Indeed, the route of exposure that’s most likely to cause poisoning is ingestion of the chemical. But paraquat also has an accidental poisoning problem. Data from 1998-2009 from the California Poison Control System and the Central California Children’s Hospital identified more than 1,400 cases of accidental poisonings due to a non-food substance being transferred to unlabelled bottles.

Several of these deaths involved the accidental ingestion of some pesticides, including paraquat.

Paraquat poisoning symptoms

Paraquat ingestion of even small to medium amounts can quickly lead to poisoning. The development of symptoms is also a fast process. Some symptoms of paraquat poisoning include:

  • nausea
  • abdominal pain
  • vomiting
  • pain and swelling of the mouth and throat
  • difficulty breathing
  • respiratoy failure
  • confusion
  • seizures

After several hours of ingesting or inhaling toxic amounts of the chemical, paraquat poisoning can lead to:

  • kidney failure
  • lung scarring
  • liver failure
  • pulmonary edema
  • respiratory failure

Despite these health risks, however, paraquat manufacturers including Syngenta, Chevron, and Growmark continue to produce and sell the dangerous chemical.

But this shouldn’t come as a surprise, as the pesticide is known to rake in big profits of up to $640 million in global sales for these companies each year.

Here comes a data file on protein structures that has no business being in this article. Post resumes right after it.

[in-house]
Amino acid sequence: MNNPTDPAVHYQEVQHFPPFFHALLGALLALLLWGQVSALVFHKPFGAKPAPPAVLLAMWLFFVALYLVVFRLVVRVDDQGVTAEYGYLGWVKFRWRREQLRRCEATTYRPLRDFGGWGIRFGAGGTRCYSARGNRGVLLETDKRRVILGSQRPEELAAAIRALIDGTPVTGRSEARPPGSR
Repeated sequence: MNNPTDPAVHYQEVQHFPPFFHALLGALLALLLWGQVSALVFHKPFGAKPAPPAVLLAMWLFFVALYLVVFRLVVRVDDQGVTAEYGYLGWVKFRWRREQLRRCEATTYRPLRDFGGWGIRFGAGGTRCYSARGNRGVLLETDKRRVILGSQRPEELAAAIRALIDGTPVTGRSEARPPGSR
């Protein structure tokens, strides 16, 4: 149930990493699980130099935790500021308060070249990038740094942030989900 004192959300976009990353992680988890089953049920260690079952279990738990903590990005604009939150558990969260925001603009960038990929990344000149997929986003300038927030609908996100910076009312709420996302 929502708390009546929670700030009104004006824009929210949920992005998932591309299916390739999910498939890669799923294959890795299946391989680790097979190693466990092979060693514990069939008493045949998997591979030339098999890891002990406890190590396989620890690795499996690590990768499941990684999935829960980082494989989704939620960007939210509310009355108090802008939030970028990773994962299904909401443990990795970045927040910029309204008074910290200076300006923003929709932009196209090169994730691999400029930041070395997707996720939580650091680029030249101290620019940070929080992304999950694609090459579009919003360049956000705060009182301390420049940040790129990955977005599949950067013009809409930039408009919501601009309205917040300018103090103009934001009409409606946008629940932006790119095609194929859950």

Paraquat and Parkinson’s Disease

A few research has linked paraquat to Parkinson’s disease, an irreversible progressive neurodegenerative disorder that affects movement. According to a 2017 letter sent by the Unified Parkinson’s Advocacy Council to the EPA, one study found that people who used both paraquat and another common pesticide called maneb had an elevated risk of as much as 600 percent of developing Parkinson’s disease.

In 2019, a systematic review of paraquat-related literature also found that the risk of Parkinson’s was 25% higher in people who were exposed to the pesticide, and even higher in individuals who had prolonged exposure to paraquat.

Another study that investigated exposure to a number of 31 pesticides and their link to Parkinson’s risk found paraquat to be one of the pesticides that are the top cause for concern among the group. Paraquat is believed to kill cells through a mechanism known as oxidative stress, which leads to cell damage and death.